New Saline police chief will be given choice of second in command
It looks as though the Saline Police Department will have to wait until a new chief is chosen to find out who will become the department’s second in command.
Saline Police Chief Paul Bunten is expected to retire in July, and he had proposed a reorganization of the department that would promote a current sergeant into a lieutenant’s position as the second in command. But, that wasn’t the consensus opinion of the City Council Monday night during a second work session on the proposed reorganization.
Todd Campbell, city manager, was directed to “wait until a new chief was chosen for a new structure, depending on the time it takes until the chief does retire.”"
When asked if Bunten’s plan to retire in July had changed, he said, “I don’t know yet.”
The chief said previously that the structural changes were proposed to create efficiency, save money and keep the same level of service for residents. He’d hoped to train the second in command before he retired for a seamless transition to a new chief.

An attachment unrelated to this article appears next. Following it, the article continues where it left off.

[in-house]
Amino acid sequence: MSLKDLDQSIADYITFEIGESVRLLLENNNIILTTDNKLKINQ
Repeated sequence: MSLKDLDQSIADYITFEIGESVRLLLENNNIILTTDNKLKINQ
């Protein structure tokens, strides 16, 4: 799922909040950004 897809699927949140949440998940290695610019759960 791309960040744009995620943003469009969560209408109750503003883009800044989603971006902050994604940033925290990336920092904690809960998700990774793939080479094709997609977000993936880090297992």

Councilman Brian Marl said he was “worried about the dynamic” in the department with a new chief and a hand-picked second in command at the top of the organizational chart. However, the majority of the City Council felt it was important that the new chief be given the opportunity to choose a second in command.
The current organizational chart has a deputy chief as the second in command, but with the retirement of Jack Ceo earlier this year, the Saline Police Department has not filled the position, and apparently, it won’t until a new chief is selected. Bunton had proposed having a lieutenant as the second in command and promoting the two current sergeants to “spread shift responsibilities over all three shifts.”
Currently, there’s one chief and the deputy chief’s position, which is vacant. There are two sergeants, an administrative assistant and a part-time records employee. There are eight full-time and three part-time patrol officers and seven non-paid reserves.
In addition, there are three full-time fire and police dispatchers and five part-time dispatchers. There are 17 part-time crossing guards, a full-time crime investigator, a full-time juvenile and crime prevention officer and 17 cadets.
Lisa Allmendinger is a regional reporter for AnnArbor.com. She can be reached at email@example.com. For more Saline stories, visit our Saline page.